Later today, I’m giving a brief presentation and report at one of our groves on Early Pride dieback. We’re using two documents: 1) a pamphlet going over our experience in managing the problem, and 2) a paper co-authored with USDA on Early Pride. Here’s the link to both documents.
Alturas, Florida, has been hit hard with citrus greening. Trees in groves continue to be removed at an increasing rate. This photo, next to one of our groves, shows the devastating result of this disease. At least the risk of transmission of disease to our grove is reduced once this grove is taken out.
Recently, we’ve been looking at different roostocks for our citrus plantings. As seen in this mind map, there are no less than 15 or 20 different information sources that need to be considered. Much of this information is gathered over time, but there comes a point where you to refresh your memory to see if anything has changed since the last time you looked. How do you access and manage all the information that goes into making this kind of decision? If you’re like most people, you talk to others, email back and forth, read and you probably check 20 or so websites for the most recent information. That’s a lot of work, and becomes even more so if you have to do it more than once. I can’t disclose all the details yet, but I’m working with the University of Florida on a solution that will help growers make better rootstock decisions. Stay tuned for more later!
Early Pride is a relatively new licensed citrus variety that’s being planted more often in Florida. It’s popular as a fresh fruit because of its early season maturity, large fruit size, deep orange color and sweet flavor. If you’re thinking about working with Early Pride, there are some things you need to know about its tendency for dieback in leaves, twigs and shoots. From our recent experience, the dieback seems manageable, but there are some things you should do to treat and prevent it. I tracked the development, causes, treatment and recovery of dieback in one of our groves over a year from when the trees first went into the ground to determine what are the causes and treatments for Early Pride dieback. Almost all the trees eventually recovered by following the practices we worked out.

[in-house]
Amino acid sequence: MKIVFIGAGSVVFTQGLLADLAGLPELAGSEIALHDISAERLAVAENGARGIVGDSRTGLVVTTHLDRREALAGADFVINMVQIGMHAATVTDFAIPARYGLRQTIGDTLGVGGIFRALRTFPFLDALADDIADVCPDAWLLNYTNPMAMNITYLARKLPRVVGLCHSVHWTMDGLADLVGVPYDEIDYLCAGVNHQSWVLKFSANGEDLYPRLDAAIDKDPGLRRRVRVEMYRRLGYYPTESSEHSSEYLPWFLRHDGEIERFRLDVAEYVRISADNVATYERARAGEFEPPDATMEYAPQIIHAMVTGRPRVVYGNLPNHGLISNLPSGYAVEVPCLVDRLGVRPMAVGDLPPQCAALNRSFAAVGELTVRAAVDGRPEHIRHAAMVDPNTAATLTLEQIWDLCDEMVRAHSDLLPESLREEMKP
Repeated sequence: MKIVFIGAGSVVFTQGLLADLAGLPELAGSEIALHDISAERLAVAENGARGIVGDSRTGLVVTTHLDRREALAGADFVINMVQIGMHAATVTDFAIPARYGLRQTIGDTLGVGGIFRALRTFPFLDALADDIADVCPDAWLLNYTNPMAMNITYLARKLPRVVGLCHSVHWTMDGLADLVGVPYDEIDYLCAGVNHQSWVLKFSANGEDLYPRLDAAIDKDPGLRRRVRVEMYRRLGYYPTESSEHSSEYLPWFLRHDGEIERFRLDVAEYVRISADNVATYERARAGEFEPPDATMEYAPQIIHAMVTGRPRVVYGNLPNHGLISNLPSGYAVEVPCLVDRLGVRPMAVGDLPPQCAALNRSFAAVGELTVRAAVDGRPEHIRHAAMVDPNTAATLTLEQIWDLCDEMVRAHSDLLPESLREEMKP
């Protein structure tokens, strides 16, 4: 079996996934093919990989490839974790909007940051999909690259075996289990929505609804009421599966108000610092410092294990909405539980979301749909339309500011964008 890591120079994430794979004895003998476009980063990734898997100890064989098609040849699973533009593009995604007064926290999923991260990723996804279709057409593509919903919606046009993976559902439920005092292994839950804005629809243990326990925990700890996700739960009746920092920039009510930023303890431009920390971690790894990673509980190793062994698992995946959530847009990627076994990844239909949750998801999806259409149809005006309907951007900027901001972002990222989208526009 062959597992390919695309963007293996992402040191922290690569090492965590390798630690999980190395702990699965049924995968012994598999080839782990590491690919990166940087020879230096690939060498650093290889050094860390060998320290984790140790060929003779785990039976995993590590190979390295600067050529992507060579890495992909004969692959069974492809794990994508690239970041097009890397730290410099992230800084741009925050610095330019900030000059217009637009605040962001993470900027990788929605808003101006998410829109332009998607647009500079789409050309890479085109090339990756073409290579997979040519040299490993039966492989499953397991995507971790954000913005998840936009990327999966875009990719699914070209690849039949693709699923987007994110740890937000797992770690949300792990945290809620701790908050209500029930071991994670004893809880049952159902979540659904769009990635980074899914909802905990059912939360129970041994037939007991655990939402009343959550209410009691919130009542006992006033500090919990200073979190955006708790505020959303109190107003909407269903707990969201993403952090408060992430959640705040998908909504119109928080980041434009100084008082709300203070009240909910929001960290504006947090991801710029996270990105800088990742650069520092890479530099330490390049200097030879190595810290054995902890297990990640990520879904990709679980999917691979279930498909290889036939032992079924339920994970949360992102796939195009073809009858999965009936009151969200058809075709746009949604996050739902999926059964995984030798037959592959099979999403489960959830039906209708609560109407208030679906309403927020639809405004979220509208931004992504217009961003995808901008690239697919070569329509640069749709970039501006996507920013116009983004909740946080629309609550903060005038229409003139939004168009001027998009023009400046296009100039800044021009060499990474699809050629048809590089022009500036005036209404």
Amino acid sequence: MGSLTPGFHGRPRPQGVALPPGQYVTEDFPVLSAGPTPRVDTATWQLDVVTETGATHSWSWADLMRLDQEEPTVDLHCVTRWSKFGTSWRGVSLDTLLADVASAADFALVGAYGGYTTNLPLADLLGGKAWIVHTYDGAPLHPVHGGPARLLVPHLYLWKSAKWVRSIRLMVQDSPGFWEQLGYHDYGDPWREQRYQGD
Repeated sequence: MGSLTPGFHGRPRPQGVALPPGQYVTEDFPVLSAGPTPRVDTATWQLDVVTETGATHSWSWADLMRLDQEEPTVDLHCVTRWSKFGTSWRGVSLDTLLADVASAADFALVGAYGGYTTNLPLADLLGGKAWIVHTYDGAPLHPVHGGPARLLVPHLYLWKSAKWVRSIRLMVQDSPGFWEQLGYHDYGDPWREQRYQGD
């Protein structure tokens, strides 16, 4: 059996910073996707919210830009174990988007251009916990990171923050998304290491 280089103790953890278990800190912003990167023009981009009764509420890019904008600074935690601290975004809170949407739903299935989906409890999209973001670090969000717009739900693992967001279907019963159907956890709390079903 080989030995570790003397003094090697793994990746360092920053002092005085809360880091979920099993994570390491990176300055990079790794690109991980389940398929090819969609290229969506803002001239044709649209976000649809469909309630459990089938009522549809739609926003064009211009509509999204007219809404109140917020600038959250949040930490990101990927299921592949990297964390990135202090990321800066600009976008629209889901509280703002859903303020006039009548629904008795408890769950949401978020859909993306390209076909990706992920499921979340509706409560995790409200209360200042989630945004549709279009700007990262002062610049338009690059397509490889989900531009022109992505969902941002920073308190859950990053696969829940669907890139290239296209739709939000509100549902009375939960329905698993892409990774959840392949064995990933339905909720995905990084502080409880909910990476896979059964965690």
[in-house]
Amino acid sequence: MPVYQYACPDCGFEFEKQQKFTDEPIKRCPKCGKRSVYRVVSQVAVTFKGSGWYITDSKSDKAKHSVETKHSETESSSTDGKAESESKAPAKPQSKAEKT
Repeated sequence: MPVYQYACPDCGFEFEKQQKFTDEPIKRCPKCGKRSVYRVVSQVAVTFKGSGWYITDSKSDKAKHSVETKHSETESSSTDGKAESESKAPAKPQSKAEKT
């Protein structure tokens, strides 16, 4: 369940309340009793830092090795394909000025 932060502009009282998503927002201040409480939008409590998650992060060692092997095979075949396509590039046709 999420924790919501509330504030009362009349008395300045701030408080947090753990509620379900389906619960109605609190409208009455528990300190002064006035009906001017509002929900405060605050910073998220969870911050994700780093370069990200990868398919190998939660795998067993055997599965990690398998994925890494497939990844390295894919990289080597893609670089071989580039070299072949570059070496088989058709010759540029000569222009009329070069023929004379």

This is Part 1 of two posts on managing dieback in Early Pride citrus. This first post discusses symptoms and disease progress, and Part 2 will cover causes, treatment and recovery. This post will be updated as more information comes in. The last updates were on September 17, 2014.
• Aperture:ƒ/8• Credit:Steve Rogers• Camera:DMC-LX7• Taken:November 27, 2013• Copyright:© 2013 Steven Rogers Photography All Rights Reserved• Flash fired:yes• Focal length:4.7mm• ISO:100• Location:27° 56.251′ 0″ N 81° 53.307′ 0″ W• Shutter speed:1/80s• Title:Early Pride Dieback
Today, we’re starting an experiment to see if olive trees will tolerate the caretaking conditions we typically apply to citrus groves. In the instance shown in this photo, this is one of several olive trees planting within a new planting of citrus. This is far attention more than commercial olives would see in practice, but it’s a step in the direction to see what’s involved if we want to start retrofitting citrus groves with olive trees. Perhaps this might be gradual replacement or not, but this experiment will allow us to get olives in a wide variety of locations to see how they perform over time.
• Aperture:ƒ/2.8• Camera:DMC-LX7• Taken:September 10, 2014• Flash fired:yes• Focal length:4.7mm• ISO:100• Shutter speed:1/320s
Today, I had a chance to drive around the citrus groves in this area with some visitors from California. We talked about alternative crops, marketing, and variety licensing among other things. During the visit, we happened upon a section of one of the groves showing what I would call classic, textbooks symptoms of greening. Seeing the differences in the patterns in these symptoms can be subtle, but once you get accustomed to the general look, you begin to recognize them more easily. Here are eight examples we saw today.
Citrus groves in Florida can often be overgrown with fields of wildflowers. This time of year, we till them into the earth for organic matter. Later, this same practice will help expose the soil which will help with freeze protection.